The fuels used in building a fire normally fall into three categories relating to their size and flash point: tinder, kindling, and fuel.
Tinder is any type of small material having a low flash point. It is easily ignited with a minimum of heat, such as from a spark. Tinder must be arranged to allow air (oxygen) between the hair-like, bone-dry fibers. The preparation of tinder for fire is one of the most important parts of firecraft. Dry tinder is so critical that you should keep it available at all times. It may be necessary to have two or three stages of tinder to get the flame to a useful size.
Examples of tinder include:
- The shredded bark from some trees and bushes, such as Cedar, birch bark, or palm fiber.
- Crushed fibers from dead plants.
- Fine, dry wood shavings and straw/grasses.
- Resinous sawdust.
- Very fine pitch wood shavings (resinous wood (Fat Lighter) from pine or sappy conifers).
- Bird or rodent nest linings.
- Seed down (milkweed, cattail, thistle).
- Charred cloth.
- Cotton balls or lint.
- Steel wool.
- Dry powdered sap from the pine tree family (also known as pitch).
- Foam rubber.
Kindling is the next larger stage of fuel material. Kindling should also have a high combustible point. It is added to, or arranged over, the tinder in such a way that it ignites when the flame from the tinder reaches it. Kindling is used to bring the burning temperature up to the point where larger and less combustible fuel material can be used.
Examples of kindling include:
- Dead dry small twigs or plant fibers.
- Dead dry thinly shaved pieces of wood, bamboo, or cane (always split bamboo as sections can explode).
- Coniferous seed cones and needles.
- “Squaw wood” from the underside of coniferous trees; dead, small branches next to the ground sheltered by the upper live part of the tree.
- Pieces of wood removed from the insides of larger pieces.
- Some plastics such as the spoon from an in-flight ration.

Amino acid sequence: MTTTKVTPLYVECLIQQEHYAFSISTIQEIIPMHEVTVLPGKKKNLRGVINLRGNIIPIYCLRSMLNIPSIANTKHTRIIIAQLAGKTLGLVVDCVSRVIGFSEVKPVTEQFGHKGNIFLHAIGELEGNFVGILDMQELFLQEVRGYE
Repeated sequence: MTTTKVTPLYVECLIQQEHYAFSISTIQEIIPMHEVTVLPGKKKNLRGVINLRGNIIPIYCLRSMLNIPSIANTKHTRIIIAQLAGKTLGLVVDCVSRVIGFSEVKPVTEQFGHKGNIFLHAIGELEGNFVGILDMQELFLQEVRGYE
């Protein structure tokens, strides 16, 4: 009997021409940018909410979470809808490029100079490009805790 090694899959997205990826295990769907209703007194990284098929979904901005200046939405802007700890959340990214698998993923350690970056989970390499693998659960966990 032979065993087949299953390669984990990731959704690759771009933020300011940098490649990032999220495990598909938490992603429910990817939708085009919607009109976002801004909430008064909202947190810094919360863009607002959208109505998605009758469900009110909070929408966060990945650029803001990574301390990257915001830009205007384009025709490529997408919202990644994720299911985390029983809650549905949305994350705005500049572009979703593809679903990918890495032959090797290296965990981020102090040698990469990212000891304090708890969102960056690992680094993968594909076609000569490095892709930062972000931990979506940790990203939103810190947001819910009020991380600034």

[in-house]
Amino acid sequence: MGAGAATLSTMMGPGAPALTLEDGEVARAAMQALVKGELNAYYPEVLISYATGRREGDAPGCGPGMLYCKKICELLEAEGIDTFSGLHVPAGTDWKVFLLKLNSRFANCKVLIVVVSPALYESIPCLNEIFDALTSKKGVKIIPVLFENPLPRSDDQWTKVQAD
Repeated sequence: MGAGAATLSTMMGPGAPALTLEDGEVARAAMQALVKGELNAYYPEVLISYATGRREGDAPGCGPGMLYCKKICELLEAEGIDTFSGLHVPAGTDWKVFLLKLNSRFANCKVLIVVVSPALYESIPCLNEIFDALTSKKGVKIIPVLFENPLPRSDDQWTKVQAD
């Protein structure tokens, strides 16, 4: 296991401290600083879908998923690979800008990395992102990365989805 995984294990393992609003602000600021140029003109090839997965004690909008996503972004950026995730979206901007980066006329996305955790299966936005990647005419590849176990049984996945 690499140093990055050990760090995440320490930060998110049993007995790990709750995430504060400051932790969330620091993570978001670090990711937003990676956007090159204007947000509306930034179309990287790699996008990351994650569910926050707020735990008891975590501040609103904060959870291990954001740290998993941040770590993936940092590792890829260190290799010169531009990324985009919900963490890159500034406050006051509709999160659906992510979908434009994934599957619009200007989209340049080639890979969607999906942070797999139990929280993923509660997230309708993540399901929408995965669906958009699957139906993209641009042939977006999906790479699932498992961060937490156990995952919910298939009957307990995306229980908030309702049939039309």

- Wood which has been soaked or doused with flammable materials; that is, wax, insect repellent, petroleum fuels, and oil.
- Strips of petroleum gauze from a first aid kit.
- Dry split wood burns readily because it is drier inside. Also the angular portions of the wood burn easier than the bark-covered round pieces because it exposes more surfaces to the flame. The splitting of all fuels will cause them to burn more readily.
Fuel, unlike tinder and kindling, does not have to be kept completely dry as long as the fire is well established to dry the wet fuel prior to burning. It is recommended that all fine materials be protected from moisture to prevent excessive smoke production. (Highly flammable liquids should not be poured on an existing fire. Even a smoldering fire can cause the liquids to explode and cause serious burns).
The type of fuel used will determine the amount of heat and light the fire will produce. Dry split hardwood trees (oak, hickory, ash) are less likely to produce excessive smoke and will usually provide more heat than soft woods. They may also be more difficult to break into usable sizes. Pine and other conifers are fast-burning and produce smoke unless a large flame is maintained. Rotten wood is of little value since it smolders and smokes. The weather plays an important role when selecting fuel. Standing or leaning wood is usually dry inside even if it is raining. In tropical areas, avoid selecting wood from trees that grow in swampy areas or those covered with mosses. Tropical softwoods are not usually a good fuel source. Trial and error is sometimes the best method to determine which fuel is best. After identifying the burning properties of available fuel, a selection can be made of the type needed.
Recommended fuel sources include:
- Dry standing dead wood and dry dead branches (those that snap when broken). Dead wood is easy to split and break. It can be pounded on a rock or wedged between other objects and bent until it breaks.
- The insides of fallen trees and large branches may be dry even if the outside is wet. The heart wood is usually the last to rot.
- As a last resort, green wood which can be made to burn is found almost anywhere, if finely split and mixed evenly with dry dead wood.
- In treeless areas, other natural fuels can be found. Dry grasses can be twisted into bunches. Dead cactus and other plants are available in deserts. Dry peat moss can be found along the surface of undercut stream banks. Dried animal dung, animal fats, and sometimes even coal can be found on the surface. Oil impregnated sand can also be used when available.